In order to generate the owner and group SIDs from the UNIX owner and group identifiers, the file server 160 attempts to map each of the UNIX identifiers to a corresponding Windows name. This typically involves first mapping the UNIX identifier to a UNIX name, for example, using a locally-maintained cache and/or by contacting the NIS server 130. If the file server 160 is unable to map the UNIX identifier to a UNIX name, then the file server 160 generates a UNIX-specific SID including the UNIX identifier as described above. If the file server 160 is able to map the UNIX identifier to a UNIX name, then the file server 160 attempts to map the UNIX name to a corresponding Windows name. In a preferred embodiment of the invention, the file server 160 maintains a table that maps between UNIX names and Windows names. This table may be provided by an administrator or generated automatically from mapping information obtained from the NIS server 130 and the DC 150. It should be noted that the table may not have a mapping between every UNIX name and every Windows name. It should also be noted that UNIX names and/or Windows names may be added, deleted, or modified over time so that the mapping information in the table may become obsolete over time. If the file server 160 is unable to map the UNIX name to a Windows name, then the file server 160 generates a UNIX-specific SID including the UNIX identifier as described above. If the file server 160 is able to map the UNIX name to a Windows name, then the file server 160 generates the appropriate owner or group SID using the Windows name.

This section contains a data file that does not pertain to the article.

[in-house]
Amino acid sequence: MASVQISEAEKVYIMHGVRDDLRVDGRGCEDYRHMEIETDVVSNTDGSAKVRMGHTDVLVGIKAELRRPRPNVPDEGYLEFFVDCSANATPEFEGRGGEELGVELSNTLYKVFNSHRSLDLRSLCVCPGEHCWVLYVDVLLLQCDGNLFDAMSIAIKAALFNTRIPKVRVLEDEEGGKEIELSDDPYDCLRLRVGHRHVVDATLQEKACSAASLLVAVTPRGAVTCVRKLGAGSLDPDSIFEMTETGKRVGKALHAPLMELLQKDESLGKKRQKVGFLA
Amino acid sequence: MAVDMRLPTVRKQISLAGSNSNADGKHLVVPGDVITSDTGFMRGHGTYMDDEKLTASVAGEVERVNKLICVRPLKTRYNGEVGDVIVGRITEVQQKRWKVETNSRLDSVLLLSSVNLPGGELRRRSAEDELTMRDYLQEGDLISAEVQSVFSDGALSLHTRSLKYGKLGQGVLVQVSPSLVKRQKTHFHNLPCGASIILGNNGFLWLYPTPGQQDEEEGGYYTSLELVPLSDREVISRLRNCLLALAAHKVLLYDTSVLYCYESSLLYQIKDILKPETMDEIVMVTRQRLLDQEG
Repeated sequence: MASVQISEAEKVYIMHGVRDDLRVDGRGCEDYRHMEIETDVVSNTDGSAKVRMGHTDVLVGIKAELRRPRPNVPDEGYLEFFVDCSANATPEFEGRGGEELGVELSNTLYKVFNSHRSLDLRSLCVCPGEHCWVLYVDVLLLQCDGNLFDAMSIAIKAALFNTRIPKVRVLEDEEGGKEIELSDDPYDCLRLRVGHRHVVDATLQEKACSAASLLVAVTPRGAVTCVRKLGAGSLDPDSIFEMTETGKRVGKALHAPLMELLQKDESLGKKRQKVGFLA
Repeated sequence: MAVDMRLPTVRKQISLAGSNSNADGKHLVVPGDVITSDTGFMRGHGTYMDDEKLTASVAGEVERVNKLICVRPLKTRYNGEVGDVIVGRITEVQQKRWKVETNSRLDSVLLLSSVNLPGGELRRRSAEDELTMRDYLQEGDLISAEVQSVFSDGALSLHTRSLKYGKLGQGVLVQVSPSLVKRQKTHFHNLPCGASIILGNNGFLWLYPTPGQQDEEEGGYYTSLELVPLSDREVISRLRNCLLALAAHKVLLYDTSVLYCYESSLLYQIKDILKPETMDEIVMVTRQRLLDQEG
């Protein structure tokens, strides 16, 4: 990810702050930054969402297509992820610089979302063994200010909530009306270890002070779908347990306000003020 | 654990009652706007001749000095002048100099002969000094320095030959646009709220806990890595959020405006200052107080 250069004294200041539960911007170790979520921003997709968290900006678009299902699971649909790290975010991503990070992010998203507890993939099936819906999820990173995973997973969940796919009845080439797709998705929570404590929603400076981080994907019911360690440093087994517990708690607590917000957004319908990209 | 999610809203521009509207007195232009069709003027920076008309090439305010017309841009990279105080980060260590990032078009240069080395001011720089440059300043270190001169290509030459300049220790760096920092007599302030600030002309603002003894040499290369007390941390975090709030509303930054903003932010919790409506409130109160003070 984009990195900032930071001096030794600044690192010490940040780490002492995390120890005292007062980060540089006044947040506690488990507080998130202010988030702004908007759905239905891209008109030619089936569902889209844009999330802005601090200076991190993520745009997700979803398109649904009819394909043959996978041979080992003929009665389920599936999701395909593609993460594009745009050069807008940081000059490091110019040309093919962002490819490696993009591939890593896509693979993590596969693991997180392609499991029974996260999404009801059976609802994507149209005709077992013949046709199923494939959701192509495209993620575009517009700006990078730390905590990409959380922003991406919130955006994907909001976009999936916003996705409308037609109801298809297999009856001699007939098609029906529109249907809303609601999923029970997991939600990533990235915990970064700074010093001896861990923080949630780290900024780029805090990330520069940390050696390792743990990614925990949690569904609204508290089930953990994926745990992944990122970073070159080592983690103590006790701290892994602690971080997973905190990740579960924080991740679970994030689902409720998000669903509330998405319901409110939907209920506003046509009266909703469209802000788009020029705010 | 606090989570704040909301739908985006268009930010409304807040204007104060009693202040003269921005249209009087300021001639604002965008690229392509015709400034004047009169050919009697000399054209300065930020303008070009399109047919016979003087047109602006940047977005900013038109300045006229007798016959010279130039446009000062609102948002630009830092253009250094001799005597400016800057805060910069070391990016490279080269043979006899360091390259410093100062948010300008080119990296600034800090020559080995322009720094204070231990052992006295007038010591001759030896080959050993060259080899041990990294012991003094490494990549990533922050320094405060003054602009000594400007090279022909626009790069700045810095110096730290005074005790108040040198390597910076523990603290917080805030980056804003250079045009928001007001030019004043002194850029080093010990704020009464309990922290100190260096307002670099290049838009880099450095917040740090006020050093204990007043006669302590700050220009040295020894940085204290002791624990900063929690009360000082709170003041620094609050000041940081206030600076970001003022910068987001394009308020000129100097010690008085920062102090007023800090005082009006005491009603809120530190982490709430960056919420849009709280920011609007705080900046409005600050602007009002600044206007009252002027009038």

FIG. 3 is a logic flow diagram showing exemplary logic 300 for generating a Windows SID from a UNIX ID, in accordance with an embodiment of the present invention. Beginning in block 302, the logic first attempts to map the UNIX ID to a UNIX name, in block 304. This may involve contacting the NIS server 130 to perform the mapping. If the logic is unable to map the UNIX ID to a UNIX name, for example, due to a failure contacting the NIS server 130 or an inability by the NIS server 130 to map the UNIX ID to a UNIX name (NO in block 306), then the logic generates a UNIX-specific SID including the UNIX ID, in block 312. If, however, the logic is able to map the UNIX ID to a UNIX name. (YES in block 306), then the logic attempts to map the UNIX name to a Windows name, in block 308. If the logic is unable to map the UNIX name to a Windows name (NO in block 310), then the logic generates a UNIX-specific SID including the UNIX ID, in block 312. If, however, the logic is able to map the UNIX name to a Windows name (YES in block 310), then the logic attempts to map the Windows name to a Windows SID, in block 314. This may involve contacting the DC 150 to perform the mapping. If the logic is unable to map the Windows name to a Windows SID, for example, due to a failure contacting the DC 150 or an inability by the DC 150 to map the Windows name to a Windows SID (NO in block 316), then the logic generates a UNIX-specific SID including the UNIX ID, in block 312. The logic 300 terminates in block 399.